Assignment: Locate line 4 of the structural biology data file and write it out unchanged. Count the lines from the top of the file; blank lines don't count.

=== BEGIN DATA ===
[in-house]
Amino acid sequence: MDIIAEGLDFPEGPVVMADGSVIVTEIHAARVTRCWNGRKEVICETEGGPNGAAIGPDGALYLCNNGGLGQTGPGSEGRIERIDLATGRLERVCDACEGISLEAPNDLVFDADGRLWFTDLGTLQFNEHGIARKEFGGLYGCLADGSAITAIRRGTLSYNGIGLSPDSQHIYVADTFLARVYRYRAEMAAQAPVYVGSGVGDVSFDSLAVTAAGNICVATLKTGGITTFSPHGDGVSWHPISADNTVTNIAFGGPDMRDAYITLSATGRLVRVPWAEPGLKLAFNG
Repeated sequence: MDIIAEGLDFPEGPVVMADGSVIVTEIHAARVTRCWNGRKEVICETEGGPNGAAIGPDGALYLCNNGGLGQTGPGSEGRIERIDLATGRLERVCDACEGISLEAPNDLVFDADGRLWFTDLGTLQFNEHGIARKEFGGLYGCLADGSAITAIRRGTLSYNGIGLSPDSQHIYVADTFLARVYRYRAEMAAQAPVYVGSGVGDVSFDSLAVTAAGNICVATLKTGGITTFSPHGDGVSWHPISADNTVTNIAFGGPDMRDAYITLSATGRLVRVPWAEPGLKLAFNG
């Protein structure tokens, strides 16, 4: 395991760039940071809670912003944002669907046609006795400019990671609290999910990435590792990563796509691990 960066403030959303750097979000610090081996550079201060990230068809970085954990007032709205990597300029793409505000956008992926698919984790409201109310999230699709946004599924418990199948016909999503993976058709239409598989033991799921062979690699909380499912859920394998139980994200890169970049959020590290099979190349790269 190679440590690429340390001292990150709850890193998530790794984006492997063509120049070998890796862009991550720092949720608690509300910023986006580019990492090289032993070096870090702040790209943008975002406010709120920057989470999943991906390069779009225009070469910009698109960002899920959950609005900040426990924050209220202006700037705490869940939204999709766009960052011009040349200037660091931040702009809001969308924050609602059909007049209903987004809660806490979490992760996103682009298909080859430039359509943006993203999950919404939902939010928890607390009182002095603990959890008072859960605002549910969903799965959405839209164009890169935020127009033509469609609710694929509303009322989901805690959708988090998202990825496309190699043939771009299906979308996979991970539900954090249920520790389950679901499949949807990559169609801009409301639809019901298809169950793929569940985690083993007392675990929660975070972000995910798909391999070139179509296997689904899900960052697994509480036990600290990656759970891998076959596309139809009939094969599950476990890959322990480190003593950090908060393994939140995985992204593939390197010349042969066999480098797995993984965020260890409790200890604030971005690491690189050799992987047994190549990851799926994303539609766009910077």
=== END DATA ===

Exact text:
């Protein structure tokens, strides 16, 4: 395991760039940071809670912003944002669907046609006795400019990671609290999910990435590792990563796509691990 960066403030959303750097979000610090081996550079201060990230068809970085954990007032709205990597300029793409505000956008992926698919984790409201109310999230699709946004599924418990199948016909999503993976058709239409598989033991799921062979690699909380499912859920394998139980994200890169970049959020590290099979190349790269 190679440590690429340390001292990150709850890193998530790794984006492997063509120049070998890796862009991550720092949720608690509300910023986006580019990492090289032993070096870090702040790209943008975002406010709120920057989470999943991906390069779009225009070469910009698109960002899920959950609005900040426990924050209220202006700037705490869940939204999709766009960052011009040349200037660091931040702009809001969308924050609602059909007049209903987004809660806490979490992760996103682009298909080859430039359509943006993203999950919404939902939010928890607390009182002095603990959890008072859960605002549910969903799965959405839209164009890169935020127009033509469609609710694929509303009322989901805690959708988090998202990825496309190699043939771009299906979308996979991970539900954090249920520790389950679901499949949807990559169609801009409301639809019901298809169950793929569940985690083993007392675990929660975070972000995910798909391999070139179509296997689904899900960052697994509480036990600290990656759970891998076959596309139809009939094969599950476990890959322990480190003593950090908060393994939140995985992204593939390197010349042969066999480098797995993984965020260890409790200890604030971005690491690189050799992987047994190549990851799926994303539609766009910077």